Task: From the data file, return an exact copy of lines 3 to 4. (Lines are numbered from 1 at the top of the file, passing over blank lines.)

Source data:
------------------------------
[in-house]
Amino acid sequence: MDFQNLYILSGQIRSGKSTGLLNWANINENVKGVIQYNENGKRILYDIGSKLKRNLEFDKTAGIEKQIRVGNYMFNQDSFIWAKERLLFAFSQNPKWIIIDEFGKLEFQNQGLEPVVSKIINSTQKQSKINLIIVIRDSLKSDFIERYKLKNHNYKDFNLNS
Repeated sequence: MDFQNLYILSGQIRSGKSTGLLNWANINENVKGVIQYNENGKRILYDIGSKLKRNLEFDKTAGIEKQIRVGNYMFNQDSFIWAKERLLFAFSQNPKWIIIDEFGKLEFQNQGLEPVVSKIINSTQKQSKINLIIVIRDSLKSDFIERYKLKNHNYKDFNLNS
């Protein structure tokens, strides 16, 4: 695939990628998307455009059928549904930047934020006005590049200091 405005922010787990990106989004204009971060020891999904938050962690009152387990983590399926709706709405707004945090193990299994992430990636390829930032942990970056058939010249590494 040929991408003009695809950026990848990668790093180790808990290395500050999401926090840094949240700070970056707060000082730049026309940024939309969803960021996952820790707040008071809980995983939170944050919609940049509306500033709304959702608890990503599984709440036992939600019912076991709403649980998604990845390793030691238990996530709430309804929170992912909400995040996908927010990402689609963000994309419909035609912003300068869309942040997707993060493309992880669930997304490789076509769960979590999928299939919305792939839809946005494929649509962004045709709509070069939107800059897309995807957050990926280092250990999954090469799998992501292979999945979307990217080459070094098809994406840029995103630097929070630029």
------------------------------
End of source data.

Repeated sequence: MDFQNLYILSGQIRSGKSTGLLNWANINENVKGVIQYNENGKRILYDIGSKLKRNLEFDKTAGIEKQIRVGNYMFNQDSFIWAKERLLFAFSQNPKWIIIDEFGKLEFQNQGLEPVVSKIINSTQKQSKINLIIVIRDSLKSDFIERYKLKNHNYKDFNLNS
């Protein structure tokens, strides 16, 4: 695939990628998307455009059928549904930047934020006005590049200091 405005922010787990990106989004204009971060020891999904938050962690009152387990983590399926709706709405707004945090193990299994992430990636390829930032942990970056058939010249590494 040929991408003009695809950026990848990668790093180790808990290395500050999401926090840094949240700070970056707060000082730049026309940024939309969803960021996952820790707040008071809980995983939170944050919609940049509306500033709304959702608890990503599984709440036992939600019912076991709403649980998604990845390793030691238990996530709430309804929170992912909400995040996908927010990402689609963000994309419909035609912003300068869309942040997707993060493309992880669930997304490789076509769960979590999928299939919305792939839809946005494929649509962004045709709509070069939107800059897309995807957050990926280092250990999954090469799998992501292979999945979307990217080459070094098809994406840029995103630097929070630029």